Head of Physics, Simon Langton School, KentDescribed as ‘hugely inspirational’ by our panel, it has been estimated that physics teacher Becky Parker is responsible for some 1% of all physics undergraduates in the country, and 2% of female ones. The popularity of her subject at the Simon Langton Grammar School in Kent is testament to her innovative approach: she developed the Langton Star Centre, a specialist facility complete with astronomical observatory, which allows students to work on authentic research alongside scientists from Cern and NASA. Parker studied at the University of Sussex and the University of Chicago and was awarded an MBE in 2008 for services to science and education.
Para-swimmer15-year-old para-swimmer Ellie Robinson won a gold medal at Rio in 2016 in the S6 50m butterfly event, setting a new Paralympic record. Robinson, who is at school in Northampton, was born with achondroplasia and began swimming aged four, but only took it up ‘properly’ after the London 2012 games, where she was inspired by fellow swimmer Ellie Simmonds. She was appointed MBE in the 2017 New Year Honours and was the BBC’s 2016 Young Sports Personality of the Year.
Poet and BroadcasterPoet, author and broadcaster Lemn Sissay was nominated by our panel for his inspirational work with those who have left the care system. Sissay’s Ethiopian mother gave him up to be fostered when he was born, and he later entered care, moving through four children’s homes, an experience he describes as ‘being locked up without charge.’ He became a poet at 17 and released his first book at 21. Sissay’s Christmas Dinner project provides a lunch for care leavers in five UK cities on Christmas Days, and he established a PhD scholarship at the University of Huddersfield to enable those who have been in care to pursue a passion for literature. Sissay is also chancellor of the University of Manchester.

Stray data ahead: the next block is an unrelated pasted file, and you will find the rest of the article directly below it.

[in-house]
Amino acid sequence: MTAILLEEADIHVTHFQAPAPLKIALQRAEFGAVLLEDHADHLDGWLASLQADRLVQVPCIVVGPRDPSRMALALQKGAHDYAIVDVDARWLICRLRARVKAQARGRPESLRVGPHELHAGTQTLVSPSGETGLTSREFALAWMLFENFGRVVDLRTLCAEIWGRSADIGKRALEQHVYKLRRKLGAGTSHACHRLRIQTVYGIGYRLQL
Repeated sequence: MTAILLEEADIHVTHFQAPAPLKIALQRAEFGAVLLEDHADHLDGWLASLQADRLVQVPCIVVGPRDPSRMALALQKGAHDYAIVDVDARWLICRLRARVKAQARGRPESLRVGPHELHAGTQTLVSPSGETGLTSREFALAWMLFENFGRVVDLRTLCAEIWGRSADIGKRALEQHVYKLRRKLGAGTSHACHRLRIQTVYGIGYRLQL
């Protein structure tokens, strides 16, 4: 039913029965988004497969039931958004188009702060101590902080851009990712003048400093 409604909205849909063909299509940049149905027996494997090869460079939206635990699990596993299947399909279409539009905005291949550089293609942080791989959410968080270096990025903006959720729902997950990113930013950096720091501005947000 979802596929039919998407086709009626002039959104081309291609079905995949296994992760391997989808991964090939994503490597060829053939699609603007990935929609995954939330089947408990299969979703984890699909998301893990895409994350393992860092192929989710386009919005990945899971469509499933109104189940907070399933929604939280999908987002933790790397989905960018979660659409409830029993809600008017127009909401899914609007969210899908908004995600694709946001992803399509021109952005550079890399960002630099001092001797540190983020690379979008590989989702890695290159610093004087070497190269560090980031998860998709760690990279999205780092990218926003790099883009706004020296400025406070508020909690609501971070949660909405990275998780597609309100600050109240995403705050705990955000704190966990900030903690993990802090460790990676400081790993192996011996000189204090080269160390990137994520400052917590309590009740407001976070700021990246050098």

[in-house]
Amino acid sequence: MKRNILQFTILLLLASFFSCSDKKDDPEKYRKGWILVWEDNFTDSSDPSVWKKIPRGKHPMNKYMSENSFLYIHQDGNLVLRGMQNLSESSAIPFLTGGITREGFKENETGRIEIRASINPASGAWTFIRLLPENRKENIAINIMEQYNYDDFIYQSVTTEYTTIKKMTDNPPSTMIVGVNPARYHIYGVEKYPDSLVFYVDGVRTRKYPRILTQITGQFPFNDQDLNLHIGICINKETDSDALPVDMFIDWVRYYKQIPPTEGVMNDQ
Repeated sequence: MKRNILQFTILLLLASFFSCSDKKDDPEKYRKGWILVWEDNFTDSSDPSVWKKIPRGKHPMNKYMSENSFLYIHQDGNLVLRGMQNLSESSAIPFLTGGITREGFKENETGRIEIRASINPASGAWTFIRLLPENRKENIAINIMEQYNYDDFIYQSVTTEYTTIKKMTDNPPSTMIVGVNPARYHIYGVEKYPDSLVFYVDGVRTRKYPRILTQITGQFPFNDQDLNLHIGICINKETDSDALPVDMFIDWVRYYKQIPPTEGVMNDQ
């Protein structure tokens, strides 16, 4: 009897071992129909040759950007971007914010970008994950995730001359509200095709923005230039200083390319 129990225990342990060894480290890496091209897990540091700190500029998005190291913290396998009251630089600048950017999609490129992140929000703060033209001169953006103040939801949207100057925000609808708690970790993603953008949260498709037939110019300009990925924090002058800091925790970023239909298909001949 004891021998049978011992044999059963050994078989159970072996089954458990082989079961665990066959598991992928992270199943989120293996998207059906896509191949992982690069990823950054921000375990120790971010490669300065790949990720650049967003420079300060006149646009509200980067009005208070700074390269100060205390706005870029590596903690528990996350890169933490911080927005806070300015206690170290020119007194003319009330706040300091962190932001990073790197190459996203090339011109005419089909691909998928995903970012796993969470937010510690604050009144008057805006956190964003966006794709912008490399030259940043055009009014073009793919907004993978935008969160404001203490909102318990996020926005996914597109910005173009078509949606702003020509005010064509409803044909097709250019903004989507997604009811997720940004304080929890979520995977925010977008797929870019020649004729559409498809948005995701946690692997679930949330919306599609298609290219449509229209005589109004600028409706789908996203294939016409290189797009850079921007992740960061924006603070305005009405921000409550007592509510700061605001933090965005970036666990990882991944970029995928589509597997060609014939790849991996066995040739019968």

Trainee Solicitor, Ashurst LLPMike Smith was studying for a medical degree when he began to notice an irregularity in his left eye, and in 2010, he was diagnosed as officially blind. To help him adjust to his condition, Smith worked as an intern for professionals with physical impairments, including shadowing a blind lawyer. He became the first undergraduate to win the Principal’s Award at King’s College London for his work improving access for applicants with disabilities and is now a trainee at Ashurst, which he chose because it was the firm of blind Paralympic swimmer Lord Holmes, an organiser of the 2012 Paralympic Games.
Deputy Headteacher, Edgewood Primary SchoolMichael Tidd is an influential figure in the UK’s primary education sector, especially in relation to curriculum and assessment. Deputy head of Edgewood Primary School in Nottinghamshire, Tidd is an advocate of feedback as distinct from marking, and his blog ‘Ramblings of a Teacher’ provides advice and information to parents and teachers. He is an assessment advisor for educational publisher Rising Stars, a contributor to the Times Educational Supplement and previously taught in primary schools in West Sussex, his home county.